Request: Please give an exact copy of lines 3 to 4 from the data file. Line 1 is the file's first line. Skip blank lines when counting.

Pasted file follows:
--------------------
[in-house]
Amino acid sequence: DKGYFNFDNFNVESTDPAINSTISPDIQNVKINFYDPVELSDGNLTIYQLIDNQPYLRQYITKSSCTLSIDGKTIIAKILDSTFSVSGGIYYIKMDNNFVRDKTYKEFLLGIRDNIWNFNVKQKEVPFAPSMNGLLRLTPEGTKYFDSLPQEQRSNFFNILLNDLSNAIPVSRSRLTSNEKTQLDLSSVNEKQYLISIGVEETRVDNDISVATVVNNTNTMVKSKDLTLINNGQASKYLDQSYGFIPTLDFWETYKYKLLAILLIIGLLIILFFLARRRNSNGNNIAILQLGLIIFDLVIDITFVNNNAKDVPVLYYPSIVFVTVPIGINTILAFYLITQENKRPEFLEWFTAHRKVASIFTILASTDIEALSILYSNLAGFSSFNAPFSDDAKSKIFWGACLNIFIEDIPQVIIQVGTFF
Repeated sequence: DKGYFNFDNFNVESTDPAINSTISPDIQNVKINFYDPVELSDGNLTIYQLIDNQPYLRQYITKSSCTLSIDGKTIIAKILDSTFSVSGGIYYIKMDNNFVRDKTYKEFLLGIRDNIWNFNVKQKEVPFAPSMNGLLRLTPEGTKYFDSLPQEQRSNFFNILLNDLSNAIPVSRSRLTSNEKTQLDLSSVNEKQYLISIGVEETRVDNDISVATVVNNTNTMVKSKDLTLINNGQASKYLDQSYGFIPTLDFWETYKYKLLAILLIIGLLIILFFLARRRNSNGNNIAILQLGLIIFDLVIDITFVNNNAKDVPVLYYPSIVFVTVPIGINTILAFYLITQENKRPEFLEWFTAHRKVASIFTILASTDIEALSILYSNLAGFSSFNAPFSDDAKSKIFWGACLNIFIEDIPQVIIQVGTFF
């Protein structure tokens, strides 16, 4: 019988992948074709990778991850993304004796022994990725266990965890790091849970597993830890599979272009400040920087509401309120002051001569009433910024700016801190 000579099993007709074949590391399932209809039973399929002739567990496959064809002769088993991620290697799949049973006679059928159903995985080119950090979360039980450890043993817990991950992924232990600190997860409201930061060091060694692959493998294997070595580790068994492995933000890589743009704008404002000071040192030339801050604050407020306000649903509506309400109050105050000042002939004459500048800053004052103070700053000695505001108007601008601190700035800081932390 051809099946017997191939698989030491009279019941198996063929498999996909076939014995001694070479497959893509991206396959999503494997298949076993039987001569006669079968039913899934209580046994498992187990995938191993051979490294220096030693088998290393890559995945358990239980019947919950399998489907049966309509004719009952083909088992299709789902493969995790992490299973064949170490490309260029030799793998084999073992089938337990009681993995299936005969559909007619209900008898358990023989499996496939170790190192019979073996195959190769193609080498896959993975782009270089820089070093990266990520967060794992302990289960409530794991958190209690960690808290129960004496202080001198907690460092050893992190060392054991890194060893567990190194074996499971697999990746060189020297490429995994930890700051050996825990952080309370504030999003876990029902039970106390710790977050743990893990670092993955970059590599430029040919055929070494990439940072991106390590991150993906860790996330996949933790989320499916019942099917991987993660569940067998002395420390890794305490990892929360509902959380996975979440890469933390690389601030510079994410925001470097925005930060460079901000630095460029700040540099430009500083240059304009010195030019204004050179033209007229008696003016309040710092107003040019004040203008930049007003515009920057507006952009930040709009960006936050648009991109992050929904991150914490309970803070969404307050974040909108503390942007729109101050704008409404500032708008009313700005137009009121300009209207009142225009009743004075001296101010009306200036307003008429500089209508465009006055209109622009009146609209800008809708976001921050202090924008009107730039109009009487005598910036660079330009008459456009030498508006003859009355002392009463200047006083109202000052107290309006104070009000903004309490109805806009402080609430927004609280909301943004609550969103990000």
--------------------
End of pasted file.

Repeated sequence: DKGYFNFDNFNVESTDPAINSTISPDIQNVKINFYDPVELSDGNLTIYQLIDNQPYLRQYITKSSCTLSIDGKTIIAKILDSTFSVSGGIYYIKMDNNFVRDKTYKEFLLGIRDNIWNFNVKQKEVPFAPSMNGLLRLTPEGTKYFDSLPQEQRSNFFNILLNDLSNAIPVSRSRLTSNEKTQLDLSSVNEKQYLISIGVEETRVDNDISVATVVNNTNTMVKSKDLTLINNGQASKYLDQSYGFIPTLDFWETYKYKLLAILLIIGLLIILFFLARRRNSNGNNIAILQLGLIIFDLVIDITFVNNNAKDVPVLYYPSIVFVTVPIGINTILAFYLITQENKRPEFLEWFTAHRKVASIFTILASTDIEALSILYSNLAGFSSFNAPFSDDAKSKIFWGACLNIFIEDIPQVIIQVGTFF
């Protein structure tokens, strides 16, 4: 019988992948074709990778991850993304004796022994990725266990965890790091849970597993830890599979272009400040920087509401309120002051001569009433910024700016801190 000579099993007709074949590391399932209809039973399929002739567990496959064809002769088993991620290697799949049973006679059928159903995985080119950090979360039980450890043993817990991950992924232990600190997860409201930061060091060694692959493998294997070595580790068994492995933000890589743009704008404002000071040192030339801050604050407020306000649903509506309400109050105050000042002939004459500048800053004052103070700053000695505001108007601008601190700035800081932390 051809099946017997191939698989030491009279019941198996063929498999996909076939014995001694070479497959893509991206396959999503494997298949076993039987001569006669079968039913899934209580046994498992187990995938191993051979490294220096030693088998290393890559995945358990239980019947919950399998489907049966309509004719009952083909088992299709789902493969995790992490299973064949170490490309260029030799793998084999073992089938337990009681993995299936005969559909007619209900008898358990023989499996496939170790190192019979073996195959190769193609080498896959993975782009270089820089070093990266990520967060794992302990289960409530794991958190209690960690808290129960004496202080001198907690460092050893992190060392054991890194060893567990190194074996499971697999990746060189020297490429995994930890700051050996825990952080309370504030999003876990029902039970106390710790977050743990893990670092993955970059590599430029040919055929070494990439940072991106390590991150993906860790996330996949933790989320499916019942099917991987993660569940067998002395420390890794305490990892929360509902959380996975979440890469933390690389601030510079994410925001470097925005930060460079901000630095460029700040540099430009500083240059304009010195030019204004050179033209007229008696003016309040710092107003040019004040203008930049007003515009920057507006952009930040709009960006936050648009991109992050929904991150914490309970803070969404307050974040909108503390942007729109101050704008409404500032708008009313700005137009009121300009209207009142225009009743004075001296101010009306200036307003008429500089209508465009006055209109622009009146609209800008809708976001921050202090924008009107730039109009009487005598910036660079330009008459456009030498508006003859009355002392009463200047006083109202000052107290309006104070009000903004309490109805806009402080609430927004609280909301943004609550969103990000």